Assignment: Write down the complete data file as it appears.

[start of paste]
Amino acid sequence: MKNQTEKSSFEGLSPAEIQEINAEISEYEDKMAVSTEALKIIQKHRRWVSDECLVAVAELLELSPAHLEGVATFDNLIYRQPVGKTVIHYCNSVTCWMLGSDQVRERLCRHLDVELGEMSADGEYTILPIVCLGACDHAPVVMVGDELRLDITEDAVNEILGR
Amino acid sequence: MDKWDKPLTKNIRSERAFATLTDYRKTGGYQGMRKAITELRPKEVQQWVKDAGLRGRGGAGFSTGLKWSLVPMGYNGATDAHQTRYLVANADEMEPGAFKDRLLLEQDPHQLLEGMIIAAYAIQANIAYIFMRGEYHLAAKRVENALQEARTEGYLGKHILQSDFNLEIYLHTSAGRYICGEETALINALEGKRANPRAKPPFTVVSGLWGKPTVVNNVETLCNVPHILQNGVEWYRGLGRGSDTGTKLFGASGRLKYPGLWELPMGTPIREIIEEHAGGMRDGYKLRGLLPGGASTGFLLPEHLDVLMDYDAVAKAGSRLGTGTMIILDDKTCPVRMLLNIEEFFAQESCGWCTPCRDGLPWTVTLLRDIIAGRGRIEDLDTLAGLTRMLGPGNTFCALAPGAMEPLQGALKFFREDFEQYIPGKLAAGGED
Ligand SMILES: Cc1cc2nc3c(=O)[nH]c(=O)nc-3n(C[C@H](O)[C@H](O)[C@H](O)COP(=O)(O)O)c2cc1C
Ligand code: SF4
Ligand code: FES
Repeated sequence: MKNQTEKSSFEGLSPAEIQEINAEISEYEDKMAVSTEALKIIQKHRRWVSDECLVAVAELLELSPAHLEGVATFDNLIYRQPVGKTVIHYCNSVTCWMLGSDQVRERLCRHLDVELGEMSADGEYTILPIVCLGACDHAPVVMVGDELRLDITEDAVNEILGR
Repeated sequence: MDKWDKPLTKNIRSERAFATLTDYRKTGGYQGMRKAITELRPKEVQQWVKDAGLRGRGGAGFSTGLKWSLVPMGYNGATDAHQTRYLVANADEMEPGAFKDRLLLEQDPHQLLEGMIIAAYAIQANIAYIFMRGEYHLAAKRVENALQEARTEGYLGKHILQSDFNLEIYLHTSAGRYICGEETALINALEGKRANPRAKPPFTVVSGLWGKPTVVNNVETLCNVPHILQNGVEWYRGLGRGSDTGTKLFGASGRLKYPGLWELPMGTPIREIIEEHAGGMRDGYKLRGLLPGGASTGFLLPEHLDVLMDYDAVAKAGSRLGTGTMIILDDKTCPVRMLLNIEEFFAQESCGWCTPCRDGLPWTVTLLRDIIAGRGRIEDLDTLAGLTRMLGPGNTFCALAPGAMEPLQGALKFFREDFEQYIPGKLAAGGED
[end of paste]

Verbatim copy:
Amino acid sequence: MKNQTEKSSFEGLSPAEIQEINAEISEYEDKMAVSTEALKIIQKHRRWVSDECLVAVAELLELSPAHLEGVATFDNLIYRQPVGKTVIHYCNSVTCWMLGSDQVRERLCRHLDVELGEMSADGEYTILPIVCLGACDHAPVVMVGDELRLDITEDAVNEILGR
Amino acid sequence: MDKWDKPLTKNIRSERAFATLTDYRKTGGYQGMRKAITELRPKEVQQWVKDAGLRGRGGAGFSTGLKWSLVPMGYNGATDAHQTRYLVANADEMEPGAFKDRLLLEQDPHQLLEGMIIAAYAIQANIAYIFMRGEYHLAAKRVENALQEARTEGYLGKHILQSDFNLEIYLHTSAGRYICGEETALINALEGKRANPRAKPPFTVVSGLWGKPTVVNNVETLCNVPHILQNGVEWYRGLGRGSDTGTKLFGASGRLKYPGLWELPMGTPIREIIEEHAGGMRDGYKLRGLLPGGASTGFLLPEHLDVLMDYDAVAKAGSRLGTGTMIILDDKTCPVRMLLNIEEFFAQESCGWCTPCRDGLPWTVTLLRDIIAGRGRIEDLDTLAGLTRMLGPGNTFCALAPGAMEPLQGALKFFREDFEQYIPGKLAAGGED
Ligand SMILES: Cc1cc2nc3c(=O)[nH]c(=O)nc-3n(C[C@H](O)[C@H](O)[C@H](O)COP(=O)(O)O)c2cc1C
Ligand code: SF4
Ligand code: FES
Repeated sequence: MKNQTEKSSFEGLSPAEIQEINAEISEYEDKMAVSTEALKIIQKHRRWVSDECLVAVAELLELSPAHLEGVATFDNLIYRQPVGKTVIHYCNSVTCWMLGSDQVRERLCRHLDVELGEMSADGEYTILPIVCLGACDHAPVVMVGDELRLDITEDAVNEILGR
Repeated sequence: MDKWDKPLTKNIRSERAFATLTDYRKTGGYQGMRKAITELRPKEVQQWVKDAGLRGRGGAGFSTGLKWSLVPMGYNGATDAHQTRYLVANADEMEPGAFKDRLLLEQDPHQLLEGMIIAAYAIQANIAYIFMRGEYHLAAKRVENALQEARTEGYLGKHILQSDFNLEIYLHTSAGRYICGEETALINALEGKRANPRAKPPFTVVSGLWGKPTVVNNVETLCNVPHILQNGVEWYRGLGRGSDTGTKLFGASGRLKYPGLWELPMGTPIREIIEEHAGGMRDGYKLRGLLPGGASTGFLLPEHLDVLMDYDAVAKAGSRLGTGTMIILDDKTCPVRMLLNIEEFFAQESCGWCTPCRDGLPWTVTLLRDIIAGRGRIEDLDTLAGLTRMLGPGNTFCALAPGAMEPLQGALKFFREDFEQYIPGKLAAGGED